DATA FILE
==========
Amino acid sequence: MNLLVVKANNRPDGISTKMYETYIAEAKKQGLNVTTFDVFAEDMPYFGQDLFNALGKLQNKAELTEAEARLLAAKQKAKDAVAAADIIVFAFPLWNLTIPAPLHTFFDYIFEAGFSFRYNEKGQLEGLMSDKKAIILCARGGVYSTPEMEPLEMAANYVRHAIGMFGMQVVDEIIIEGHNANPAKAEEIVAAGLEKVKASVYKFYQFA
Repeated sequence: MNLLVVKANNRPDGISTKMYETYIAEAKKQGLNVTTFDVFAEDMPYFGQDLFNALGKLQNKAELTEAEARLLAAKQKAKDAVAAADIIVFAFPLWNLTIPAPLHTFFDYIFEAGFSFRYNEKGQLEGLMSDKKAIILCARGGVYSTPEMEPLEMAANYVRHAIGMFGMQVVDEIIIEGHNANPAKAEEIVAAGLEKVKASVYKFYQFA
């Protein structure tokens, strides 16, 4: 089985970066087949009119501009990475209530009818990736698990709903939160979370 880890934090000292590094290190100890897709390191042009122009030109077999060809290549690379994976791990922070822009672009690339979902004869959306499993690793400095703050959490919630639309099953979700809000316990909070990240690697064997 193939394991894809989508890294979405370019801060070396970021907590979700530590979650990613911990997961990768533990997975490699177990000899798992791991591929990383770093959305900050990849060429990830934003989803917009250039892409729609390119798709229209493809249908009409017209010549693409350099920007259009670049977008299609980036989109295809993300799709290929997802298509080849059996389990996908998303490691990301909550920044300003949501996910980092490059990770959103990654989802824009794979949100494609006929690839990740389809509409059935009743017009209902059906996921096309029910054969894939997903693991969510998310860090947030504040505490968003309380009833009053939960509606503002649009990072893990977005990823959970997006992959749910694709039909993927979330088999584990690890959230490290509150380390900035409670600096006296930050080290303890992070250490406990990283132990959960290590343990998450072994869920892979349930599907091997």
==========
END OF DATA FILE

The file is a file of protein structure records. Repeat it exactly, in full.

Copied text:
Amino acid sequence: MNLLVVKANNRPDGISTKMYETYIAEAKKQGLNVTTFDVFAEDMPYFGQDLFNALGKLQNKAELTEAEARLLAAKQKAKDAVAAADIIVFAFPLWNLTIPAPLHTFFDYIFEAGFSFRYNEKGQLEGLMSDKKAIILCARGGVYSTPEMEPLEMAANYVRHAIGMFGMQVVDEIIIEGHNANPAKAEEIVAAGLEKVKASVYKFYQFA
Repeated sequence: MNLLVVKANNRPDGISTKMYETYIAEAKKQGLNVTTFDVFAEDMPYFGQDLFNALGKLQNKAELTEAEARLLAAKQKAKDAVAAADIIVFAFPLWNLTIPAPLHTFFDYIFEAGFSFRYNEKGQLEGLMSDKKAIILCARGGVYSTPEMEPLEMAANYVRHAIGMFGMQVVDEIIIEGHNANPAKAEEIVAAGLEKVKASVYKFYQFA
């Protein structure tokens, strides 16, 4: 089985970066087949009119501009990475209530009818990736698990709903939160979370 880890934090000292590094290190100890897709390191042009122009030109077999060809290549690379994976791990922070822009672009690339979902004869959306499993690793400095703050959490919630639309099953979700809000316990909070990240690697064997 193939394991894809989508890294979405370019801060070396970021907590979700530590979650990613911990997961990768533990997975490699177990000899798992791991591929990383770093959305900050990849060429990830934003989803917009250039892409729609390119798709229209493809249908009409017209010549693409350099920007259009670049977008299609980036989109295809993300799709290929997802298509080849059996389990996908998303490691990301909550920044300003949501996910980092490059990770959103990654989802824009794979949100494609006929690839990740389809509409059935009743017009209902059906996921096309029910054969894939997903693991969510998310860090947030504040505490968003309380009833009053939960509606503002649009990072893990977005990823959970997006992959749910694709039909993927979330088999584990690890959230490290509150380390900035409670600096006296930050080290303890992070250490406990990283132990959960290590343990998450072994869920892979349930599907091997």